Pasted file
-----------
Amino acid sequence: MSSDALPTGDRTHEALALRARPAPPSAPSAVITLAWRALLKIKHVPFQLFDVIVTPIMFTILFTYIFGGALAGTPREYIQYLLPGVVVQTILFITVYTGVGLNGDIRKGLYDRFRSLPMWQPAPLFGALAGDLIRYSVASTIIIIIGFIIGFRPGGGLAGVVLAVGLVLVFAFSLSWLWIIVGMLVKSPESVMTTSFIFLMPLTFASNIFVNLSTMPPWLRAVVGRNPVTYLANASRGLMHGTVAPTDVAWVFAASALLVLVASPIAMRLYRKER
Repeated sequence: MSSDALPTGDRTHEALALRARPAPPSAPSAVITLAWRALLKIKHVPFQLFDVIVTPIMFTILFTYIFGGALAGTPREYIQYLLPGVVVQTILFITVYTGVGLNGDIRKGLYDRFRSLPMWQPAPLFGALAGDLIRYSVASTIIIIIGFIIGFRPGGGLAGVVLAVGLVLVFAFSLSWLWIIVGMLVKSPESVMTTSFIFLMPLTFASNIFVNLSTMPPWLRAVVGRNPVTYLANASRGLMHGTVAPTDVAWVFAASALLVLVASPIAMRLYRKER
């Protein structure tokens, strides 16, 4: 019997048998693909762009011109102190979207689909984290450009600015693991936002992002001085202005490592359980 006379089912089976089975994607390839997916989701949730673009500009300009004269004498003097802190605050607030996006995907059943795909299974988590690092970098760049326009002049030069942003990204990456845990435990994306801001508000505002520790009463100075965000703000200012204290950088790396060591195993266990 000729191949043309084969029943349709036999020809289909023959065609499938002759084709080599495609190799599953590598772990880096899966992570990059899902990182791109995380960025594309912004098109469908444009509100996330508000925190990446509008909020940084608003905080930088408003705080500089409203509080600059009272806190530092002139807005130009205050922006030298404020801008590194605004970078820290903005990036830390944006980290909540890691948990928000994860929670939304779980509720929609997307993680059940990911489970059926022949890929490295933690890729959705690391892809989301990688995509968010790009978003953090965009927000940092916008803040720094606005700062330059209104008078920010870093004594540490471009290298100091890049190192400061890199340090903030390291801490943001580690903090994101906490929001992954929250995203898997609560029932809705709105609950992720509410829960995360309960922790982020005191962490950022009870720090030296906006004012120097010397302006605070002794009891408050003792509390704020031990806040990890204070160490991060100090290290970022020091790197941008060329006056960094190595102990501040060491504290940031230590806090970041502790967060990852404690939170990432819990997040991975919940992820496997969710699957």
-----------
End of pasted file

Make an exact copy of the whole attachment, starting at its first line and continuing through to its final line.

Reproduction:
Amino acid sequence: MSSDALPTGDRTHEALALRARPAPPSAPSAVITLAWRALLKIKHVPFQLFDVIVTPIMFTILFTYIFGGALAGTPREYIQYLLPGVVVQTILFITVYTGVGLNGDIRKGLYDRFRSLPMWQPAPLFGALAGDLIRYSVASTIIIIIGFIIGFRPGGGLAGVVLAVGLVLVFAFSLSWLWIIVGMLVKSPESVMTTSFIFLMPLTFASNIFVNLSTMPPWLRAVVGRNPVTYLANASRGLMHGTVAPTDVAWVFAASALLVLVASPIAMRLYRKER
Repeated sequence: MSSDALPTGDRTHEALALRARPAPPSAPSAVITLAWRALLKIKHVPFQLFDVIVTPIMFTILFTYIFGGALAGTPREYIQYLLPGVVVQTILFITVYTGVGLNGDIRKGLYDRFRSLPMWQPAPLFGALAGDLIRYSVASTIIIIIGFIIGFRPGGGLAGVVLAVGLVLVFAFSLSWLWIIVGMLVKSPESVMTTSFIFLMPLTFASNIFVNLSTMPPWLRAVVGRNPVTYLANASRGLMHGTVAPTDVAWVFAASALLVLVASPIAMRLYRKER
């Protein structure tokens, strides 16, 4: 019997048998693909762009011109102190979207689909984290450009600015693991936002992002001085202005490592359980 006379089912089976089975994607390839997916989701949730673009500009300009004269004498003097802190605050607030996006995907059943795909299974988590690092970098760049326009002049030069942003990204990456845990435990994306801001508000505002520790009463100075965000703000200012204290950088790396060591195993266990 000729191949043309084969029943349709036999020809289909023959065609499938002759084709080599495609190799599953590598772990880096899966992570990059899902990182791109995380960025594309912004098109469908444009509100996330508000925190990446509008909020940084608003905080930088408003705080500089409203509080600059009272806190530092002139807005130009205050922006030298404020801008590194605004970078820290903005990036830390944006980290909540890691948990928000994860929670939304779980509720929609997307993680059940990911489970059926022949890929490295933690890729959705690391892809989301990688995509968010790009978003953090965009927000940092916008803040720094606005700062330059209104008078920010870093004594540490471009290298100091890049190192400061890199340090903030390291801490943001580690903090994101906490929001992954929250995203898997609560029932809705709105609950992720509410829960995360309960922790982020005191962490950022009870720090030296906006004012120097010397302006605070002794009891408050003792509390704020031990806040990890204070160490991060100090290290970022020091790197941008060329006056960094190595102990501040060491504290940031230590806090970041502790967060990852404690939170990432819990997040991975919940992820496997969710699957």